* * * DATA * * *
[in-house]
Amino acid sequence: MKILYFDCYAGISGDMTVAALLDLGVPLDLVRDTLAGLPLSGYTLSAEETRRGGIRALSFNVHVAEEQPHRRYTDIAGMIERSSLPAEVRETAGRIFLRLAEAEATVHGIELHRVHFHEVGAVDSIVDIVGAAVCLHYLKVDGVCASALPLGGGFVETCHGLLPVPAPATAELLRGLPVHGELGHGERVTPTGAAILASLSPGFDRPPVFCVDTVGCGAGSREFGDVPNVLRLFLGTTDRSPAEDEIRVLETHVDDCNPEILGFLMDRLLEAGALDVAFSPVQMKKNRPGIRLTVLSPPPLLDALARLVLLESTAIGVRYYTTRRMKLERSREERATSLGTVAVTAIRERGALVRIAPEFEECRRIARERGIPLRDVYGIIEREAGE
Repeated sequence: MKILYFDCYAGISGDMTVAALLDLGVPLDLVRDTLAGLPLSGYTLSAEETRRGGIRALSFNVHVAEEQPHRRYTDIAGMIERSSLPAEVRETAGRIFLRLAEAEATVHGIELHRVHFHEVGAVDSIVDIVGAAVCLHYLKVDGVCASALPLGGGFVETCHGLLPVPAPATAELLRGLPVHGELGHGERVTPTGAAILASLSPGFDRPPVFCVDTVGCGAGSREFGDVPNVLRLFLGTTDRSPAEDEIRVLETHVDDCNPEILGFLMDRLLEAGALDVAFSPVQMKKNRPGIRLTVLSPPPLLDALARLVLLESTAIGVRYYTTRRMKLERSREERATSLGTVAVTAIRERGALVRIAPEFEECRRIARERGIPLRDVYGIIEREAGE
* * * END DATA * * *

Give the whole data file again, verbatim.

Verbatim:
[in-house]
Amino acid sequence: MKILYFDCYAGISGDMTVAALLDLGVPLDLVRDTLAGLPLSGYTLSAEETRRGGIRALSFNVHVAEEQPHRRYTDIAGMIERSSLPAEVRETAGRIFLRLAEAEATVHGIELHRVHFHEVGAVDSIVDIVGAAVCLHYLKVDGVCASALPLGGGFVETCHGLLPVPAPATAELLRGLPVHGELGHGERVTPTGAAILASLSPGFDRPPVFCVDTVGCGAGSREFGDVPNVLRLFLGTTDRSPAEDEIRVLETHVDDCNPEILGFLMDRLLEAGALDVAFSPVQMKKNRPGIRLTVLSPPPLLDALARLVLLESTAIGVRYYTTRRMKLERSREERATSLGTVAVTAIRERGALVRIAPEFEECRRIARERGIPLRDVYGIIEREAGE
Repeated sequence: MKILYFDCYAGISGDMTVAALLDLGVPLDLVRDTLAGLPLSGYTLSAEETRRGGIRALSFNVHVAEEQPHRRYTDIAGMIERSSLPAEVRETAGRIFLRLAEAEATVHGIELHRVHFHEVGAVDSIVDIVGAAVCLHYLKVDGVCASALPLGGGFVETCHGLLPVPAPATAELLRGLPVHGELGHGERVTPTGAAILASLSPGFDRPPVFCVDTVGCGAGSREFGDVPNVLRLFLGTTDRSPAEDEIRVLETHVDDCNPEILGFLMDRLLEAGALDVAFSPVQMKKNRPGIRLTVLSPPPLLDALARLVLLESTAIGVRYYTTRRMKLERSREERATSLGTVAVTAIRERGALVRIAPEFEECRRIARERGIPLRDVYGIIEREAGE